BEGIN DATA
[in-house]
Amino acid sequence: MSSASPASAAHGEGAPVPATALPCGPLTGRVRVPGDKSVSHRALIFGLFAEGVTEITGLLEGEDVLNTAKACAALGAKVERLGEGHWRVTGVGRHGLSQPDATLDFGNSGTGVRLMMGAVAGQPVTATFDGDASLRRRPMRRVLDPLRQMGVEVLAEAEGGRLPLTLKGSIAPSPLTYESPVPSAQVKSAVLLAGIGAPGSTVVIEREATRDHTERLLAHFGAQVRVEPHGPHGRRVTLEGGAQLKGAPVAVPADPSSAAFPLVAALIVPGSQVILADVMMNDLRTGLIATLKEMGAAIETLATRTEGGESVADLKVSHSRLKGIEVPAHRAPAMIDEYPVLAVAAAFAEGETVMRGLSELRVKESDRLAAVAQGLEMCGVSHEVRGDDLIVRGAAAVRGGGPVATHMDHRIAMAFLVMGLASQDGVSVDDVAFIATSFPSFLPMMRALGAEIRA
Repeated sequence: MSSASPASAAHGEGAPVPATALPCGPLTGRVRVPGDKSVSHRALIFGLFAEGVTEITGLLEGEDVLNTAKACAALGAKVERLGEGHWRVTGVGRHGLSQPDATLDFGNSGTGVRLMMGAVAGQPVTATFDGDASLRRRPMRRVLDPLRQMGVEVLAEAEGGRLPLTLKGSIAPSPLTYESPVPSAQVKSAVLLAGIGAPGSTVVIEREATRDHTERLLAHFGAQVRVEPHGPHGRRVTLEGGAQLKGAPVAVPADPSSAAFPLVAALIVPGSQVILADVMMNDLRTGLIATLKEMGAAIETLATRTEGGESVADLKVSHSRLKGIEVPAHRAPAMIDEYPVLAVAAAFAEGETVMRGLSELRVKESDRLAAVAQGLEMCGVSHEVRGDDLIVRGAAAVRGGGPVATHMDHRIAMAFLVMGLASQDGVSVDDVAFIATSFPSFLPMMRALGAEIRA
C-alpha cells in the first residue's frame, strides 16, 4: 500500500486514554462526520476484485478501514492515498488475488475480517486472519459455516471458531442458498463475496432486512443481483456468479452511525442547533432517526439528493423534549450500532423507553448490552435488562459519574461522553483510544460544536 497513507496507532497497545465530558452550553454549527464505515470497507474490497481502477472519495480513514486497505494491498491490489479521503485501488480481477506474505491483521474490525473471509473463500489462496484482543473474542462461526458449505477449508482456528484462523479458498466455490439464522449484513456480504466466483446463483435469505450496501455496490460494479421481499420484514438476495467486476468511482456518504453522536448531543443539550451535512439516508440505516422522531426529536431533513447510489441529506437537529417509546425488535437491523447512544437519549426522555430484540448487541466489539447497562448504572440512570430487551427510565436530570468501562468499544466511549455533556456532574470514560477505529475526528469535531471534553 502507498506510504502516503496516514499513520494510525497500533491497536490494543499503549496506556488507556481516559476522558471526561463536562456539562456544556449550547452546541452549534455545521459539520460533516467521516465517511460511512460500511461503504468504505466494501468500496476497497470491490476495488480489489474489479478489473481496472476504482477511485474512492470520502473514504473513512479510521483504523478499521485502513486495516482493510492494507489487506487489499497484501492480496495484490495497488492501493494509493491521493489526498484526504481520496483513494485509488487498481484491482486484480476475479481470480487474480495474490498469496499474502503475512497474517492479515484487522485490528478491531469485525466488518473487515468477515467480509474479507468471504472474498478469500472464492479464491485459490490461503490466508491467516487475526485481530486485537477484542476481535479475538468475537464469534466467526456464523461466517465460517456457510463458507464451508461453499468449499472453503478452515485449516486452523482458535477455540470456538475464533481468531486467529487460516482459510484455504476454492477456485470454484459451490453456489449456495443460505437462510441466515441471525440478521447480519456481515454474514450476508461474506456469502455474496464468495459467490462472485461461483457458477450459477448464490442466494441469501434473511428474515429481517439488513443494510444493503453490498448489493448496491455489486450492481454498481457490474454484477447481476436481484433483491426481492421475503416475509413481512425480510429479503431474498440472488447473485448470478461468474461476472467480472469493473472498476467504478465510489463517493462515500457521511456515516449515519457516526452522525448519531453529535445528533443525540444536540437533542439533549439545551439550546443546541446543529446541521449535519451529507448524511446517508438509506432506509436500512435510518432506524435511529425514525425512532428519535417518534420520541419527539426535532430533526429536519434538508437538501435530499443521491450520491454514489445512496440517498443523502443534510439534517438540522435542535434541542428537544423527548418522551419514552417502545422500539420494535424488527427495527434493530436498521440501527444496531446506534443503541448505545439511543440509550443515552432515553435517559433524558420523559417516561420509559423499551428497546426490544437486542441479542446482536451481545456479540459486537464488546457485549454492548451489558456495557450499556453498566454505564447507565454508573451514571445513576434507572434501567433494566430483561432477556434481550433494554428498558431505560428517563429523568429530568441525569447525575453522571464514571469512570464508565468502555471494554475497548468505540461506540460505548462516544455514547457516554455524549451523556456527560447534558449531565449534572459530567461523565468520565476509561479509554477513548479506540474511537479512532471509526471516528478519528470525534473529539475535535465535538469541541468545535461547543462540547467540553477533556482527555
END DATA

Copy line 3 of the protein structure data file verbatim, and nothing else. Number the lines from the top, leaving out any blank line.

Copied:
Repeated sequence: MSSASPASAAHGEGAPVPATALPCGPLTGRVRVPGDKSVSHRALIFGLFAEGVTEITGLLEGEDVLNTAKACAALGAKVERLGEGHWRVTGVGRHGLSQPDATLDFGNSGTGVRLMMGAVAGQPVTATFDGDASLRRRPMRRVLDPLRQMGVEVLAEAEGGRLPLTLKGSIAPSPLTYESPVPSAQVKSAVLLAGIGAPGSTVVIEREATRDHTERLLAHFGAQVRVEPHGPHGRRVTLEGGAQLKGAPVAVPADPSSAAFPLVAALIVPGSQVILADVMMNDLRTGLIATLKEMGAAIETLATRTEGGESVADLKVSHSRLKGIEVPAHRAPAMIDEYPVLAVAAAFAEGETVMRGLSELRVKESDRLAAVAQGLEMCGVSHEVRGDDLIVRGAAAVRGGGPVATHMDHRIAMAFLVMGLASQDGVSVDDVAFIATSFPSFLPMMRALGAEIRA